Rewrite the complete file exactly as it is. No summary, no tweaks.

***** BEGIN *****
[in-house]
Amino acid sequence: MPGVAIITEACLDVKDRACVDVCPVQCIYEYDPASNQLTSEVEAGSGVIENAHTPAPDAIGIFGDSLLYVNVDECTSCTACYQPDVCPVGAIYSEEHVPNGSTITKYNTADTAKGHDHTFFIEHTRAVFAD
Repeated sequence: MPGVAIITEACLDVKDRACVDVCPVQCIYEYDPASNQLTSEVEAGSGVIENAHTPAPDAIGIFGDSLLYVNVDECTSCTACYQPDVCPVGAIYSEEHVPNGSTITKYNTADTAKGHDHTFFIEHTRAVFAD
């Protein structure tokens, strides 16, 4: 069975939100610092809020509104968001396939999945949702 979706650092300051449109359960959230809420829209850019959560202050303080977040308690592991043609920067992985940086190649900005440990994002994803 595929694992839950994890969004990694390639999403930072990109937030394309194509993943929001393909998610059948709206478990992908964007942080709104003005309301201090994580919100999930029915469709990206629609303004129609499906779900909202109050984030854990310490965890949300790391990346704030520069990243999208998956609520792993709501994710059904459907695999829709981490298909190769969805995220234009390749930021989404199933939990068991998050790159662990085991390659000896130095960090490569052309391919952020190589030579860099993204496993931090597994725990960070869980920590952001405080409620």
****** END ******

[in-house]
Amino acid sequence: MPGVAIITEACLDVKDRACVDVCPVQCIYEYDPASNQLTSEVEAGSGVIENAHTPAPDAIGIFGDSLLYVNVDECTSCTACYQPDVCPVGAIYSEEHVPNGSTITKYNTADTAKGHDHTFFIEHTRAVFAD
Repeated sequence: MPGVAIITEACLDVKDRACVDVCPVQCIYEYDPASNQLTSEVEAGSGVIENAHTPAPDAIGIFGDSLLYVNVDECTSCTACYQPDVCPVGAIYSEEHVPNGSTITKYNTADTAKGHDHTFFIEHTRAVFAD
């Protein structure tokens, strides 16, 4: 069975939100610092809020509104968001396939999945949702 979706650092300051449109359960959230809420829209850019959560202050303080977040308690592991043609920067992985940086190649900005440990994002994803 595929694992839950994890969004990694390639999403930072990109937030394309194509993943929001393909998610059948709206478990992908964007942080709104003005309301201090994580919100999930029915469709990206629609303004129609499906779900909202109050984030854990310490965890949300790391990346704030520069990243999208998956609520792993709501994710059904459907695999829709981490298909190769969805995220234009390749930021989404199933939990068991998050790159662990085991390659000896130095960090490569052309391919952020190589030579860099993204496993931090597994725990960070869980920590952001405080409620």